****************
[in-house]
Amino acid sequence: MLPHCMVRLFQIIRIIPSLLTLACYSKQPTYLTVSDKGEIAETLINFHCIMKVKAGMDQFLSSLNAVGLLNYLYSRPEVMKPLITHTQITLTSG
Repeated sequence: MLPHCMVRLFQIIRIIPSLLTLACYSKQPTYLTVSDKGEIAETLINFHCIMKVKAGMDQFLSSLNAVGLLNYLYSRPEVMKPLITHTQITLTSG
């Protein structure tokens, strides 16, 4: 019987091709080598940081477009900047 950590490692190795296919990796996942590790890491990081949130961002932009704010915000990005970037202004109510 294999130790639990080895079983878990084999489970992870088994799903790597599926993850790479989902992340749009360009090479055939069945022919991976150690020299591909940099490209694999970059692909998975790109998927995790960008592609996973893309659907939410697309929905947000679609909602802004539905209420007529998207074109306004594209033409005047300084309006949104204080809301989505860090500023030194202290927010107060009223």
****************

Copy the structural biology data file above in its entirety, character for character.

[in-house]
Amino acid sequence: MLPHCMVRLFQIIRIIPSLLTLACYSKQPTYLTVSDKGEIAETLINFHCIMKVKAGMDQFLSSLNAVGLLNYLYSRPEVMKPLITHTQITLTSG
Repeated sequence: MLPHCMVRLFQIIRIIPSLLTLACYSKQPTYLTVSDKGEIAETLINFHCIMKVKAGMDQFLSSLNAVGLLNYLYSRPEVMKPLITHTQITLTSG
């Protein structure tokens, strides 16, 4: 019987091709080598940081477009900047 950590490692190795296919990796996942590790890491990081949130961002932009704010915000990005970037202004109510 294999130790639990080895079983878990084999489970992870088994799903790597599926993850790479989902992340749009360009090479055939069945022919991976150690020299591909940099490209694999970059692909998975790109998927995790960008592609996973893309659907939410697309929905947000679609909602802004539905209420007529998207074109306004594209033409005047300084309006949104204080809301989505860090500023030194202290927010107060009223």